Like the original Tullamore D.E.W., Tullamore D.E.W. 12yo Special Reserve is a triple distilled blend of all three types of Irish whiskey (pot still, malt and grain). However, it has a high proportion of the first two, matured in a combination of bourbon and Oloroso sherry casks, for 12 to 15 years. A very fine aged whiskey with great complexity.
The Tullamore Dew brand was bought by William Grant’s in 2012. The 12yo Special Reserve (originally a travel retail exclusive) was re-introduced recently with an updated presentation.
While they still rely on Midleton at the moment, they are also building a new distillery in Tullamore to take over production in the long run.
Tullamore D.E.W. 12 yo ‘Special Reserve’ (40%, OB +/- 2015)
Nose: starts a bit underpowered. There’s a creamy fruitiness of lime, pear, mango and yellow berries, but in a soft way. Some honey and floral notes. Raisins. Grassy notes. Also a few dusty, grainy notes. Mouth: sweet and oily but again fairly light. Sweet apple, lemon syrup and toffee. Barley sugar and vanilla. Pineapple on syrup. Cinnamon. Finish: not too long, grainier but not rough. Some nutty notes in the very end, with a spicy warmth.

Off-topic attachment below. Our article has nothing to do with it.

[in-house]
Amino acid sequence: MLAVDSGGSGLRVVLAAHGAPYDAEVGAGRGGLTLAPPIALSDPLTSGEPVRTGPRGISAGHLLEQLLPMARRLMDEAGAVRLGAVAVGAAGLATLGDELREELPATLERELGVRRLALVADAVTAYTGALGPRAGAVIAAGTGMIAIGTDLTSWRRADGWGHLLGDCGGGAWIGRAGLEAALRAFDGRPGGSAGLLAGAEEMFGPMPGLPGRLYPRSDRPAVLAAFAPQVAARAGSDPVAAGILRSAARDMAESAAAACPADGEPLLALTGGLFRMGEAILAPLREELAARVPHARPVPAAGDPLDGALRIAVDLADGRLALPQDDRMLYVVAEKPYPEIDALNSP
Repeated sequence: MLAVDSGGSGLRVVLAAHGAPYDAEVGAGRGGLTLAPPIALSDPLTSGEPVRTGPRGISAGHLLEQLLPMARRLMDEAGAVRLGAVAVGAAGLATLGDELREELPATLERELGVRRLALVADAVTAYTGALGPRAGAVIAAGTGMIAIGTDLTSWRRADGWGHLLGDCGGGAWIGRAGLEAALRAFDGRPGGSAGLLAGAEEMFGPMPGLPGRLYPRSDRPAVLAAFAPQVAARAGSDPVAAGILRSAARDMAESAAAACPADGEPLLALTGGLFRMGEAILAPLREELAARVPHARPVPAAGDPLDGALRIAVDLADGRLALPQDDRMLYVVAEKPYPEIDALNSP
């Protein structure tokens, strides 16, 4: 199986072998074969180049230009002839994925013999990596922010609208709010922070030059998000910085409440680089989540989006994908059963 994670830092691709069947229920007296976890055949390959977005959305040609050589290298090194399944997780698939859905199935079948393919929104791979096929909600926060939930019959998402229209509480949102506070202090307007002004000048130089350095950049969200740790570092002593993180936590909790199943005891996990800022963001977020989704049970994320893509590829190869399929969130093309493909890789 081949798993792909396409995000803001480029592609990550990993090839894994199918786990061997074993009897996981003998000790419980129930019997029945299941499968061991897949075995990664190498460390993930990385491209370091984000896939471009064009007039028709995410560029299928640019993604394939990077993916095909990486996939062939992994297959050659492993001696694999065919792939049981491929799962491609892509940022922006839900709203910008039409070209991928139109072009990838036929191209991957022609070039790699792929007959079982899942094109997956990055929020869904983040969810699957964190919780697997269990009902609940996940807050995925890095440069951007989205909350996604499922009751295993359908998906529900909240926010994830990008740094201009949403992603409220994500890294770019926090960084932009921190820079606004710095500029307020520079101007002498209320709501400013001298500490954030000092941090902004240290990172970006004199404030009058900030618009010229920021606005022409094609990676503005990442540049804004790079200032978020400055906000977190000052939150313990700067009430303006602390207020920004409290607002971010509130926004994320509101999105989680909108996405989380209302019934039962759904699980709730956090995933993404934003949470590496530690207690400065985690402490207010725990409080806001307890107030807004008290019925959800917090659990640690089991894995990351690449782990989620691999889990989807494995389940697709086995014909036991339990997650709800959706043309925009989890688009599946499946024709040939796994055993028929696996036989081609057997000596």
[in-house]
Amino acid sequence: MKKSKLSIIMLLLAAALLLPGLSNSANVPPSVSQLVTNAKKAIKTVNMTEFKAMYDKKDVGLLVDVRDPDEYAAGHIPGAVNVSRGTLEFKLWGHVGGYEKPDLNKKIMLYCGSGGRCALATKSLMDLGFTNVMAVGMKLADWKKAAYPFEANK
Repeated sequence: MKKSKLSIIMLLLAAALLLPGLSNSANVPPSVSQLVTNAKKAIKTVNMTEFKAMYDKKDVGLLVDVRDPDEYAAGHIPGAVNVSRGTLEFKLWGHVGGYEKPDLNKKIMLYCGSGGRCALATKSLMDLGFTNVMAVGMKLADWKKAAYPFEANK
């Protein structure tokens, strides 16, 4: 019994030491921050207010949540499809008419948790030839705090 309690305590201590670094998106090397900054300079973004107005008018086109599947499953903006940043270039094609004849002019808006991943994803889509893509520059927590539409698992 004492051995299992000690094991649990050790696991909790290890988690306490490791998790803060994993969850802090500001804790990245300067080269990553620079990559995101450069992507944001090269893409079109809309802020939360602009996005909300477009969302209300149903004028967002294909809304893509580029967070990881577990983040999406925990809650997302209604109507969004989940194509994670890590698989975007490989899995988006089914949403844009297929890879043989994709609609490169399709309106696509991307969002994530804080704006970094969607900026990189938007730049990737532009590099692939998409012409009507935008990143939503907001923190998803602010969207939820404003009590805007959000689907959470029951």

The pot still tropical fruits are quite shy here, and I think the malty sweetness is a bit overpowering. If I wanted this profile, I would pick a Scotch whisky. That said, it’s a tasty formula. Between € 45 (okay) and € 70 (definitely too much).
Irish single malts from independent bottlers are currently selling like hotcakes. We’ve seen old 1988 and 1989 expressions, the wonderful (peated) 1991s and several younger examples distilled early 2000s. All good to outstanding.
Also on a more global scale, Irish distilleries achieved some excellent results and are growing at a much faster rate than their Scottish neighbours.